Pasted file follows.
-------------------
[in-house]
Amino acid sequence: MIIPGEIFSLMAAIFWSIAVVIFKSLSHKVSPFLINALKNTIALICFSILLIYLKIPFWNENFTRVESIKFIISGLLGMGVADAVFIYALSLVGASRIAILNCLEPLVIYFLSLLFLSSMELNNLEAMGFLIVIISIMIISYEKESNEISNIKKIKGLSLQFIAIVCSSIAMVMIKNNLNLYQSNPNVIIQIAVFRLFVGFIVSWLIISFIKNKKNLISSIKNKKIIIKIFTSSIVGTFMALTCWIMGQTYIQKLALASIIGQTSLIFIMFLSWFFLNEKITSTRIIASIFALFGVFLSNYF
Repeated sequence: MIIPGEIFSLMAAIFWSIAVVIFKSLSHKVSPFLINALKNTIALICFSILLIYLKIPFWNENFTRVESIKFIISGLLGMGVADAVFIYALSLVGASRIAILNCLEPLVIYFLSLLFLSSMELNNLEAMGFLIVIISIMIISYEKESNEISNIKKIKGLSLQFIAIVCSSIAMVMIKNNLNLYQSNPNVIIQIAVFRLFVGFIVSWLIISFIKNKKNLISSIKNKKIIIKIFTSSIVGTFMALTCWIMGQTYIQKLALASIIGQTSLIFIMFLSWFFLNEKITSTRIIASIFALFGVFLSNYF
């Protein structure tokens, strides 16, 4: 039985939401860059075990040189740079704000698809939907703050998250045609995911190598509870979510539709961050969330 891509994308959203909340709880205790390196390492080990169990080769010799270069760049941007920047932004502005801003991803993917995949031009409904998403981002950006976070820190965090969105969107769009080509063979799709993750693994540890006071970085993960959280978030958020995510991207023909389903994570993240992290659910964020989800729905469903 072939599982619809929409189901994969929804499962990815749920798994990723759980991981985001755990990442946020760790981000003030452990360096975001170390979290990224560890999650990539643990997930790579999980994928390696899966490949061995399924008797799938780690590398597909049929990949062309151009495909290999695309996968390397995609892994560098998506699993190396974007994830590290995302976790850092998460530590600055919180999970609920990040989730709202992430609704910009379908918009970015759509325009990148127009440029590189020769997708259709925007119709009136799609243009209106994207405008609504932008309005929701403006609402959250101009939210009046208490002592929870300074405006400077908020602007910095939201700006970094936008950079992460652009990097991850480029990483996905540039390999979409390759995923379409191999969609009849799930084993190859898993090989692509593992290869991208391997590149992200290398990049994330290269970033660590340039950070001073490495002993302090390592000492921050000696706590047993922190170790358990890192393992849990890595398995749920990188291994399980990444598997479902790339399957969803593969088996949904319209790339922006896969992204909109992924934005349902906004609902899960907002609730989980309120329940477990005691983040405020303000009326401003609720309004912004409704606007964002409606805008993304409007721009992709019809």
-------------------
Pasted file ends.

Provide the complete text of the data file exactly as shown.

[in-house]
Amino acid sequence: MIIPGEIFSLMAAIFWSIAVVIFKSLSHKVSPFLINALKNTIALICFSILLIYLKIPFWNENFTRVESIKFIISGLLGMGVADAVFIYALSLVGASRIAILNCLEPLVIYFLSLLFLSSMELNNLEAMGFLIVIISIMIISYEKESNEISNIKKIKGLSLQFIAIVCSSIAMVMIKNNLNLYQSNPNVIIQIAVFRLFVGFIVSWLIISFIKNKKNLISSIKNKKIIIKIFTSSIVGTFMALTCWIMGQTYIQKLALASIIGQTSLIFIMFLSWFFLNEKITSTRIIASIFALFGVFLSNYF
Repeated sequence: MIIPGEIFSLMAAIFWSIAVVIFKSLSHKVSPFLINALKNTIALICFSILLIYLKIPFWNENFTRVESIKFIISGLLGMGVADAVFIYALSLVGASRIAILNCLEPLVIYFLSLLFLSSMELNNLEAMGFLIVIISIMIISYEKESNEISNIKKIKGLSLQFIAIVCSSIAMVMIKNNLNLYQSNPNVIIQIAVFRLFVGFIVSWLIISFIKNKKNLISSIKNKKIIIKIFTSSIVGTFMALTCWIMGQTYIQKLALASIIGQTSLIFIMFLSWFFLNEKITSTRIIASIFALFGVFLSNYF
């Protein structure tokens, strides 16, 4: 039985939401860059075990040189740079704000698809939907703050998250045609995911190598509870979510539709961050969330 891509994308959203909340709880205790390196390492080990169990080769010799270069760049941007920047932004502005801003991803993917995949031009409904998403981002950006976070820190965090969105969107769009080509063979799709993750693994540890006071970085993960959280978030958020995510991207023909389903994570993240992290659910964020989800729905469903 072939599982619809929409189901994969929804499962990815749920798994990723759980991981985001755990990442946020760790981000003030452990360096975001170390979290990224560890999650990539643990997930790579999980994928390696899966490949061995399924008797799938780690590398597909049929990949062309151009495909290999695309996968390397995609892994560098998506699993190396974007994830590290995302976790850092998460530590600055919180999970609920990040989730709202992430609704910009379908918009970015759509325009990148127009440029590189020769997708259709925007119709009136799609243009209106994207405008609504932008309005929701403006609402959250101009939210009046208490002592929870300074405006400077908020602007910095939201700006970094936008950079992460652009990097991850480029990483996905540039390999979409390759995923379409191999969609009849799930084993190859898993090989692509593992290869991208391997590149992200290398990049994330290269970033660590340039950070001073490495002993302090390592000492921050000696706590047993922190170790358990890192393992849990890595398995749920990188291994399980990444598997479902790339399957969803593969088996949904319209790339922006896969992204909109992924934005349902906004609902899960907002609730989980309120329940477990005691983040405020303000009326401003609720309004912004409704606007964002409606805008993304409007721009992709019809």